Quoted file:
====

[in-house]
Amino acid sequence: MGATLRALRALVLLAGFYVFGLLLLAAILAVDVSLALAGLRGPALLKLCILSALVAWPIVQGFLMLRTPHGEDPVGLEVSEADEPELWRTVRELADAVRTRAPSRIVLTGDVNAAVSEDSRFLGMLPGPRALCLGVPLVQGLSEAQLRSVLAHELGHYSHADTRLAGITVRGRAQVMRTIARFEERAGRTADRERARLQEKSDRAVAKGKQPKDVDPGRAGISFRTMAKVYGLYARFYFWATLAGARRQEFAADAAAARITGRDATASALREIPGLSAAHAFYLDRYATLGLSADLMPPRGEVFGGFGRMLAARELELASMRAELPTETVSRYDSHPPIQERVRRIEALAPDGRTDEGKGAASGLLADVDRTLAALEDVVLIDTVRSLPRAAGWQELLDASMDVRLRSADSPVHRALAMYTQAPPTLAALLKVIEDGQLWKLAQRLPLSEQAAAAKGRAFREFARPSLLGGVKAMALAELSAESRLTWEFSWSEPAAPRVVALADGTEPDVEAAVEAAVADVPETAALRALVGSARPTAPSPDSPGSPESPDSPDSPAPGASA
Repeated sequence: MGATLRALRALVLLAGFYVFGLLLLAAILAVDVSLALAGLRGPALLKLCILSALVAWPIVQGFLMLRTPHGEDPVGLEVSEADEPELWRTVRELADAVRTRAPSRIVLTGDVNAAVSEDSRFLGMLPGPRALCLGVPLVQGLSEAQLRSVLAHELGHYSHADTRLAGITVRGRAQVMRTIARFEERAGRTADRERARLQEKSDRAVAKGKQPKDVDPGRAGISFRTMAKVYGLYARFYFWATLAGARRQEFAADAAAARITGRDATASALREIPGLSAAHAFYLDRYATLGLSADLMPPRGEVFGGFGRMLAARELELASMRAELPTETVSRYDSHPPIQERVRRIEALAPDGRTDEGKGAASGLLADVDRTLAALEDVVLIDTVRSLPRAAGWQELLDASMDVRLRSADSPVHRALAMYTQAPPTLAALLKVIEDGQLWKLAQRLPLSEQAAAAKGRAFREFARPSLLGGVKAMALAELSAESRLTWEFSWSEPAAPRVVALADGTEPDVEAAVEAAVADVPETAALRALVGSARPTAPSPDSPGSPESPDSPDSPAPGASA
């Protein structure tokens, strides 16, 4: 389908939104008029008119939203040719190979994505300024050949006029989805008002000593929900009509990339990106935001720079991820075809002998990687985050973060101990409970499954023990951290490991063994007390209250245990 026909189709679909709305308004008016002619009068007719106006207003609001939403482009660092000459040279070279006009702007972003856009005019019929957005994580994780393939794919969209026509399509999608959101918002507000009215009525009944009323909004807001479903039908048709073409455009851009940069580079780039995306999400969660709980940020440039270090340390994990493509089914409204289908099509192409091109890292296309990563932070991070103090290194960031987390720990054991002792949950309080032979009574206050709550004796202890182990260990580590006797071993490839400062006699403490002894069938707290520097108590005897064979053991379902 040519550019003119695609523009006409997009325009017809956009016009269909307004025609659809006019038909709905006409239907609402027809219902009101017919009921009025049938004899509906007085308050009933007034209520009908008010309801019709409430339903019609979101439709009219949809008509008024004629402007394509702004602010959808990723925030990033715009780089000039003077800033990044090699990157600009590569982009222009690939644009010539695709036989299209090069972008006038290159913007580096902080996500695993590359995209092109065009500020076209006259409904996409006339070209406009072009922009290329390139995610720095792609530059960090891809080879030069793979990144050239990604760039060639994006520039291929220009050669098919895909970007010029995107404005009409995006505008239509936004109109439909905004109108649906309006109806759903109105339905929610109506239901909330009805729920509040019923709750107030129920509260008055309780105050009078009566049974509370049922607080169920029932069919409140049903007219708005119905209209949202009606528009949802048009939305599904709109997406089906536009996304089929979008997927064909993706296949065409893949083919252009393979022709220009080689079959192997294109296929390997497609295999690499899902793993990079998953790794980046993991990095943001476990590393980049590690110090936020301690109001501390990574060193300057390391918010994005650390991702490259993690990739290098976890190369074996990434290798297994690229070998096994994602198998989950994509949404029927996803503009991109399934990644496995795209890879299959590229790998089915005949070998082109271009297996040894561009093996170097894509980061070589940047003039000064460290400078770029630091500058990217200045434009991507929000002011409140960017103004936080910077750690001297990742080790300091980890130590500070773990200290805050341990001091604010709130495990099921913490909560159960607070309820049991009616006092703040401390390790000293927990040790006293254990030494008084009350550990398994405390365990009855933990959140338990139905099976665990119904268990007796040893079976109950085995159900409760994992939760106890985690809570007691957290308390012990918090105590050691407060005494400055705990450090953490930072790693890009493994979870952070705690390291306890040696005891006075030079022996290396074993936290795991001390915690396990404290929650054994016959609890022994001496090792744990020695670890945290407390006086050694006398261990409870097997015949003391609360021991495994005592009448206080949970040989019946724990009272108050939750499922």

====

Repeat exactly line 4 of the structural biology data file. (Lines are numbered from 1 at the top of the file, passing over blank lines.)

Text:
């Protein structure tokens, strides 16, 4: 389908939104008029008119939203040719190979994505300024050949006029989805008002000593929900009509990339990106935001720079991820075809002998990687985050973060101990409970499954023990951290490991063994007390209250245990 026909189709679909709305308004008016002619009068007719106006207003609001939403482009660092000459040279070279006009702007972003856009005019019929957005994580994780393939794919969209026509399509999608959101918002507000009215009525009944009323909004807001479903039908048709073409455009851009940069580079780039995306999400969660709980940020440039270090340390994990493509089914409204289908099509192409091109890292296309990563932070991070103090290194960031987390720990054991002792949950309080032979009574206050709550004796202890182990260990580590006797071993490839400062006699403490002894069938707290520097108590005897064979053991379902 040519550019003119695609523009006409997009325009017809956009016009269909307004025609659809006019038909709905006409239907609402027809219902009101017919009921009025049938004899509906007085308050009933007034209520009908008010309801019709409430339903019609979101439709009219949809008509008024004629402007394509702004602010959808990723925030990033715009780089000039003077800033990044090699990157600009590569982009222009690939644009010539695709036989299209090069972008006038290159913007580096902080996500695993590359995209092109065009500020076209006259409904996409006339070209406009072009922009290329390139995610720095792609530059960090891809080879030069793979990144050239990604760039060639994006520039291929220009050669098919895909970007010029995107404005009409995006505008239509936004109109439909905004109108649906309006109806759903109105339905929610109506239901909330009805729920509040019923709750107030129920509260008055309780105050009078009566049974509370049922607080169920029932069919409140049903007219708005119905209209949202009606528009949802048009939305599904709109997406089906536009996304089929979008997927064909993706296949065409893949083919252009393979022709220009080689079959192997294109296929390997497609295999690499899902793993990079998953790794980046993991990095943001476990590393980049590690110090936020301690109001501390990574060193300057390391918010994005650390991702490259993690990739290098976890190369074996990434290798297994690229070998096994994602198998989950994509949404029927996803503009991109399934990644496995795209890879299959590229790998089915005949070998082109271009297996040894561009093996170097894509980061070589940047003039000064460290400078770029630091500058990217200045434009991507929000002011409140960017103004936080910077750690001297990742080790300091980890130590500070773990200290805050341990001091604010709130495990099921913490909560159960607070309820049991009616006092703040401390390790000293927990040790006293254990030494008084009350550990398994405390365990009855933990959140338990139905099976665990119904268990007796040893079976109950085995159900409760994992939760106890985690809570007691957290308390012990918090105590050691407060005494400055705990450090953490930072790693890009493994979870952070705690390291306890040696005891006075030079022996290396074993936290795991001390915690396990404290929650054994016959609890022994001496090792744990020695670890945290407390006086050694006398261990409870097997015949003391609360021991495994005592009448206080949970040989019946724990009272108050939750499922």